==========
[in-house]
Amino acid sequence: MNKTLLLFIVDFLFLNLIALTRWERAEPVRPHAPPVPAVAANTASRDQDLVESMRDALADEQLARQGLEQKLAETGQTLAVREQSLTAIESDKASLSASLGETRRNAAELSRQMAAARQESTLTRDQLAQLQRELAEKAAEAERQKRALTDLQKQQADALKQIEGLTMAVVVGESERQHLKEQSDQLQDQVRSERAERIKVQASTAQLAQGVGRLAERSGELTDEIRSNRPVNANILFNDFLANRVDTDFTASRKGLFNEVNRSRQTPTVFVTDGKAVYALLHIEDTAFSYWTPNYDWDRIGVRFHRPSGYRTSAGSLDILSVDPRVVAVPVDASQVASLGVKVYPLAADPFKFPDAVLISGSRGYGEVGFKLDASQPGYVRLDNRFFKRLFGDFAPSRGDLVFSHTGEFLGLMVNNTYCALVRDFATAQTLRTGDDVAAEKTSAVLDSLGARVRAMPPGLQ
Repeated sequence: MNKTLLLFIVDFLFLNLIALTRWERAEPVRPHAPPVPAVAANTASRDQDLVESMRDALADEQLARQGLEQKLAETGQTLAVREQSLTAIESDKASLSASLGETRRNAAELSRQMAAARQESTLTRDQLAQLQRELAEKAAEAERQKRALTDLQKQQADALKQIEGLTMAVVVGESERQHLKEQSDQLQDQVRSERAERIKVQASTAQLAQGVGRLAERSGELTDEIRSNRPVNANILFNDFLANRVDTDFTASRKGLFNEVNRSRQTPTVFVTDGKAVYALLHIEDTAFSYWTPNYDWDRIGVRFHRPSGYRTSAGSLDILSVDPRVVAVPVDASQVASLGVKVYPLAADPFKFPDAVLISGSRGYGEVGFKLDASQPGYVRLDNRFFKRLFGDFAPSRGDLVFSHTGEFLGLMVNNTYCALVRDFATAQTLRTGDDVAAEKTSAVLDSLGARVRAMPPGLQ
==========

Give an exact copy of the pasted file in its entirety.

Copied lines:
[in-house]
Amino acid sequence: MNKTLLLFIVDFLFLNLIALTRWERAEPVRPHAPPVPAVAANTASRDQDLVESMRDALADEQLARQGLEQKLAETGQTLAVREQSLTAIESDKASLSASLGETRRNAAELSRQMAAARQESTLTRDQLAQLQRELAEKAAEAERQKRALTDLQKQQADALKQIEGLTMAVVVGESERQHLKEQSDQLQDQVRSERAERIKVQASTAQLAQGVGRLAERSGELTDEIRSNRPVNANILFNDFLANRVDTDFTASRKGLFNEVNRSRQTPTVFVTDGKAVYALLHIEDTAFSYWTPNYDWDRIGVRFHRPSGYRTSAGSLDILSVDPRVVAVPVDASQVASLGVKVYPLAADPFKFPDAVLISGSRGYGEVGFKLDASQPGYVRLDNRFFKRLFGDFAPSRGDLVFSHTGEFLGLMVNNTYCALVRDFATAQTLRTGDDVAAEKTSAVLDSLGARVRAMPPGLQ
Repeated sequence: MNKTLLLFIVDFLFLNLIALTRWERAEPVRPHAPPVPAVAANTASRDQDLVESMRDALADEQLARQGLEQKLAETGQTLAVREQSLTAIESDKASLSASLGETRRNAAELSRQMAAARQESTLTRDQLAQLQRELAEKAAEAERQKRALTDLQKQQADALKQIEGLTMAVVVGESERQHLKEQSDQLQDQVRSERAERIKVQASTAQLAQGVGRLAERSGELTDEIRSNRPVNANILFNDFLANRVDTDFTASRKGLFNEVNRSRQTPTVFVTDGKAVYALLHIEDTAFSYWTPNYDWDRIGVRFHRPSGYRTSAGSLDILSVDPRVVAVPVDASQVASLGVKVYPLAADPFKFPDAVLISGSRGYGEVGFKLDASQPGYVRLDNRFFKRLFGDFAPSRGDLVFSHTGEFLGLMVNNTYCALVRDFATAQTLRTGDDVAAEKTSAVLDSLGARVRAMPPGLQ